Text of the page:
All technical and pricing issues aside, one of the things I love about the RX1 is that, in this digital world, it brings me back to thinking before I shoot, much like the Leica M9 does. Sure, there are faster and more clever digital cameras than the RX1 but I love being able to physically adjust the aperture with the lens ring rather than in a menu or small dial.
Other than slight issues with autofocus, the lens is superb. And the fixed lens again brings back memories of working the angles of a shot and getting physically closer to subjects when necessary. Sure, you can do that with a prime lens on a DSLR, but somehow the camera’s 35mm lens almost forces you to slow down and consider what you’re doing.
Obviously the RX1’s image quality is the unequivocal star and rightly so. While techies (including me) are impressed that Sony fit a full-frame sensor in such a small body, the image is what photography is all about.
The bottom line for many of us, of course, will be the price. Obviously, pros, semi-pros and enthusiasts with a passion for photography are more likely to dig deep in their pockets for the RX1 than those with a lesser interest in image making. And while there’s no lack of advanced compact cameras, the RX1 definitely stands out in this ever-growing category. Even if you don’t have (or aren’t willing to shell out) $2800 for this camera, stop by a local camera store and put it in your hands. That may not change your mind but you’ll have a better understanding about why the RX1 will likely have photographers reaching for their checkbooks and credit cards.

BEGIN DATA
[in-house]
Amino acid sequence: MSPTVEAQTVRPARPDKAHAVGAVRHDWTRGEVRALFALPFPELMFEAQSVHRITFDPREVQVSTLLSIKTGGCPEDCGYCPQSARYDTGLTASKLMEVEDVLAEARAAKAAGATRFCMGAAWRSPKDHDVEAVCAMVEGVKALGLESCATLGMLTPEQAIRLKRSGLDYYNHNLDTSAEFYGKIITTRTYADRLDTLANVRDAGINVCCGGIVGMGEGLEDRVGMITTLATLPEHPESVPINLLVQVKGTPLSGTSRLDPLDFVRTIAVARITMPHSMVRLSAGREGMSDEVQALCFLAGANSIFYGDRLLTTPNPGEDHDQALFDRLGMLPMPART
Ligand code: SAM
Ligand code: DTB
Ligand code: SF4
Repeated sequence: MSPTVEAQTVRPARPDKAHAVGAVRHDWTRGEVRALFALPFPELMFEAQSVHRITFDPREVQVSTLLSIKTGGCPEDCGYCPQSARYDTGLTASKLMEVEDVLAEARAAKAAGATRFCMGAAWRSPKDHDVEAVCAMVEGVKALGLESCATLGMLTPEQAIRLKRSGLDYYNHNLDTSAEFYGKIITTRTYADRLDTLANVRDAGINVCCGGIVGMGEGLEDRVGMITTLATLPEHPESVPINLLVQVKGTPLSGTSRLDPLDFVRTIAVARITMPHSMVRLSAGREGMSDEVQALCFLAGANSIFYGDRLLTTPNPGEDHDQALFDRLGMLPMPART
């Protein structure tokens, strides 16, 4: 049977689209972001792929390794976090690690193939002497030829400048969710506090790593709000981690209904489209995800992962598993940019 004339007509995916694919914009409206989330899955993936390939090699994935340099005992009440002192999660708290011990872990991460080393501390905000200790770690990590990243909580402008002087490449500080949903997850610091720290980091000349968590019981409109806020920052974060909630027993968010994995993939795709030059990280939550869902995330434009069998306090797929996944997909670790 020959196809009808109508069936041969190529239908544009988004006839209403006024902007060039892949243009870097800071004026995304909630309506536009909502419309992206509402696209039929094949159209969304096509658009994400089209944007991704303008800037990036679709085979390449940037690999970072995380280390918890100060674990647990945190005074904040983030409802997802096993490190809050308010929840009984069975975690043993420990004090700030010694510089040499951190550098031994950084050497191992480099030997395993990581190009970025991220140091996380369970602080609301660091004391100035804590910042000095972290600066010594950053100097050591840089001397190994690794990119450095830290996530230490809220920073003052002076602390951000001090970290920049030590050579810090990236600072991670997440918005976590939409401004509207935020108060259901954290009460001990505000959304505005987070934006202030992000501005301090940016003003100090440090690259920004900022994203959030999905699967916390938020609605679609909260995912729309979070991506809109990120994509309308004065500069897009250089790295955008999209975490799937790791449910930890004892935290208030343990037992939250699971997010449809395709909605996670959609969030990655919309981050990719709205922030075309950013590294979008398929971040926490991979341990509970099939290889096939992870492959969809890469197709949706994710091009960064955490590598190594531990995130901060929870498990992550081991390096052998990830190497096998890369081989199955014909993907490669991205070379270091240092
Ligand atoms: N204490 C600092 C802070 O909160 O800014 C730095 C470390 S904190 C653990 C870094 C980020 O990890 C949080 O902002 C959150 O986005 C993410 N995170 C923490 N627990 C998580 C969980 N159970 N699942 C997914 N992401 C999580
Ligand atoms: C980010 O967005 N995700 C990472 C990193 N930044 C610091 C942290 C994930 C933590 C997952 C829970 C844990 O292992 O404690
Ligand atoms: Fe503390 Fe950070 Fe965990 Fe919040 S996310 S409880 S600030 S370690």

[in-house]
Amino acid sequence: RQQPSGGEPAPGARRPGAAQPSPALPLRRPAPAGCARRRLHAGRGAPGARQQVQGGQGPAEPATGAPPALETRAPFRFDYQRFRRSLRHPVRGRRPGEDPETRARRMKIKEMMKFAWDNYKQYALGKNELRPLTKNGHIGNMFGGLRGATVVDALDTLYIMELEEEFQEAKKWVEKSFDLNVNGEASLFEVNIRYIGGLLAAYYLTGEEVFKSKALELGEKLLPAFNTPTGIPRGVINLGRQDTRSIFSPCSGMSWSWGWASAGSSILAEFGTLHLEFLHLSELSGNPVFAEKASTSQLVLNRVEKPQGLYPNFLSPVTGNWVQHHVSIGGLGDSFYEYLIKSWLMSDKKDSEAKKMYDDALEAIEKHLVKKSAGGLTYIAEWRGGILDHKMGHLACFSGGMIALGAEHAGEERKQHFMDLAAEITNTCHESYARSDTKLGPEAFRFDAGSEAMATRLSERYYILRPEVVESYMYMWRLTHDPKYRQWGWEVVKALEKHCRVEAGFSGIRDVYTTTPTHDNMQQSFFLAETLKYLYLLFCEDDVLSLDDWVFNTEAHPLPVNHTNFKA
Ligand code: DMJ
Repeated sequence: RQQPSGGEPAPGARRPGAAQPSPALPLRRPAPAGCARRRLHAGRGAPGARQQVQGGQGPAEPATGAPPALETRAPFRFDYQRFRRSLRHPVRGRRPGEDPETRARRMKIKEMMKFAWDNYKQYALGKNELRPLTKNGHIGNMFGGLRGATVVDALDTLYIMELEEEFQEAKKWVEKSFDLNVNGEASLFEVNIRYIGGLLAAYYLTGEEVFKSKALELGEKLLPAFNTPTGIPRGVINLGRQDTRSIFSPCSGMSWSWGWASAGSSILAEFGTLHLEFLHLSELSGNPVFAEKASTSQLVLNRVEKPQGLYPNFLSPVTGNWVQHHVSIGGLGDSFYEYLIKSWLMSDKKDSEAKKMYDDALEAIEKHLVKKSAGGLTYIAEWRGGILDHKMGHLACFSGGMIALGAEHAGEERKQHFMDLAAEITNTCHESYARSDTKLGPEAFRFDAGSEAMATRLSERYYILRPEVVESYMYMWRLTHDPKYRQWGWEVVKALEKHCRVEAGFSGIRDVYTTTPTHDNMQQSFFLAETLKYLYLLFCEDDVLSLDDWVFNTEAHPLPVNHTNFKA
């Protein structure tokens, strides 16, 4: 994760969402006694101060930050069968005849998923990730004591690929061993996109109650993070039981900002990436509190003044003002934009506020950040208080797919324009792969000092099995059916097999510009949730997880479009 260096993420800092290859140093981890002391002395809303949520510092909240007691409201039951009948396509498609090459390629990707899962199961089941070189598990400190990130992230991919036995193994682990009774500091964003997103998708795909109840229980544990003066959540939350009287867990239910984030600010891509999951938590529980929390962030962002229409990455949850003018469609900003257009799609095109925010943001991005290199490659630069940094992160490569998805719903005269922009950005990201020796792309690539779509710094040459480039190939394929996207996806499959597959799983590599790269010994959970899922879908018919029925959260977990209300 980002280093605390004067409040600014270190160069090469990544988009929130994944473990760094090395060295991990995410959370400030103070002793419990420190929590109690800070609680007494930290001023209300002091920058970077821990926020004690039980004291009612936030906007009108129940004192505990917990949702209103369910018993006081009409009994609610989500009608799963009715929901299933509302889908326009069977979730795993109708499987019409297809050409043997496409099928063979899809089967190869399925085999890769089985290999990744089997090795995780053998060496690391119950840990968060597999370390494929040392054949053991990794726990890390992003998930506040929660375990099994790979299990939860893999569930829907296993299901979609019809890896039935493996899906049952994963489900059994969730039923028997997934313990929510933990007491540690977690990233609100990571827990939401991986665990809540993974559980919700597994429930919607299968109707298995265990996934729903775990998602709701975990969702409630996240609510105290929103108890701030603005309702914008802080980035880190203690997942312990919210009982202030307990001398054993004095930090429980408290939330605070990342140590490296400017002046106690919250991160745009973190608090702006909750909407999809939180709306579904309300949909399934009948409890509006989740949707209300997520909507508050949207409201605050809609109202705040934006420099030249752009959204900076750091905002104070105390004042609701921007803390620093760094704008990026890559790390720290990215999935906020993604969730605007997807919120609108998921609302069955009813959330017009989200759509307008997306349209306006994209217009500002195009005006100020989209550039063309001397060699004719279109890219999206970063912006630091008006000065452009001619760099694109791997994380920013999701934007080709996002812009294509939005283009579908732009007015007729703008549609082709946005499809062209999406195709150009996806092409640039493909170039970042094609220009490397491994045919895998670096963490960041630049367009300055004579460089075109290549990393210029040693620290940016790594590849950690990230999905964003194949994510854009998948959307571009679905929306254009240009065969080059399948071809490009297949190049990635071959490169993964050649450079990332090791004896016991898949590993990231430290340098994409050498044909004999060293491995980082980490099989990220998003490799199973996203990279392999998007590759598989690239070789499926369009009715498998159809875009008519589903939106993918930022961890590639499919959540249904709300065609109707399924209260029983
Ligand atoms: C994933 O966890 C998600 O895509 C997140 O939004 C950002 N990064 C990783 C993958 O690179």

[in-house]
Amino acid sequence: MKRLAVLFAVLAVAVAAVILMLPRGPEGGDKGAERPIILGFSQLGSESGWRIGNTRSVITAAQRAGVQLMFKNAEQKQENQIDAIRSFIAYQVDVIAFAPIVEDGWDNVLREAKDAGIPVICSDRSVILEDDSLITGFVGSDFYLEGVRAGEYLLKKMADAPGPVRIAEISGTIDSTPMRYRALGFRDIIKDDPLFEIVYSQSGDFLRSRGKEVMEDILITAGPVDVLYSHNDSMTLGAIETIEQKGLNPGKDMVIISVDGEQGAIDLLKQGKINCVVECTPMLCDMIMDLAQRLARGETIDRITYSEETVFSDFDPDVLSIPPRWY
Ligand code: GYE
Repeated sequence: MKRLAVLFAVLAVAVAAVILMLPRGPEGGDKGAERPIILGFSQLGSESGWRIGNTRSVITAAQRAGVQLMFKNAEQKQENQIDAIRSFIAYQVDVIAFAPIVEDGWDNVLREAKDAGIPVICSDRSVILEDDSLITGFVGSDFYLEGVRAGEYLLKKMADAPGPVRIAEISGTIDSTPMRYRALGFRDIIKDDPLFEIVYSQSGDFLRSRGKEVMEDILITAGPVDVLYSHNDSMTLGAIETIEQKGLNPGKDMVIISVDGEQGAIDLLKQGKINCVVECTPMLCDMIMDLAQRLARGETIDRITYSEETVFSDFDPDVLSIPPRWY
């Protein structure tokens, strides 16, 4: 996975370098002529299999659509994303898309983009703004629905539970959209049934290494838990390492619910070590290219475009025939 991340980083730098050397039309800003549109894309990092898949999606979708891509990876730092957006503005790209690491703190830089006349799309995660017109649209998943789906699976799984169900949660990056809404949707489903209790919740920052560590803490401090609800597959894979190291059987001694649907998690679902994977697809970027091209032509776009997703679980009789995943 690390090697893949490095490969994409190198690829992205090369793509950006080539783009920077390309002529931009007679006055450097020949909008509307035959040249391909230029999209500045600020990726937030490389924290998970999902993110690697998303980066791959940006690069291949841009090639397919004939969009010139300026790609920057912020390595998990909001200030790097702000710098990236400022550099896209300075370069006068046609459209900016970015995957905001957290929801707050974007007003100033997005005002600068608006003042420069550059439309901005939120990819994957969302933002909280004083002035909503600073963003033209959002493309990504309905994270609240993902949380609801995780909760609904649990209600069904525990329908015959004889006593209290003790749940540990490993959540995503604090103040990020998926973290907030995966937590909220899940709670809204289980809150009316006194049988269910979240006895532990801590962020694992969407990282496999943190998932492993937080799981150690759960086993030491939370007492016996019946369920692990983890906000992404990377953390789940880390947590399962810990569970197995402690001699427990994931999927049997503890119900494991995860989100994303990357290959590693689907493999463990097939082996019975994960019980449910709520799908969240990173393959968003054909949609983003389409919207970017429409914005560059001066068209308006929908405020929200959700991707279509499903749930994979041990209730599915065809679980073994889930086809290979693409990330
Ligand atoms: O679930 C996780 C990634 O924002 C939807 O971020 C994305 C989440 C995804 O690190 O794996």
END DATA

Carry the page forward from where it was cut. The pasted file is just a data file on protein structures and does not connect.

- excellent image quality and lens sharpness
- solid feature set
- manual aperture ring
- LCD difficult to use in bright light
- movie record button awkwardly placed
- autofocus somewhat sluggish in low light
- relatively short battery life
- fussy manual focus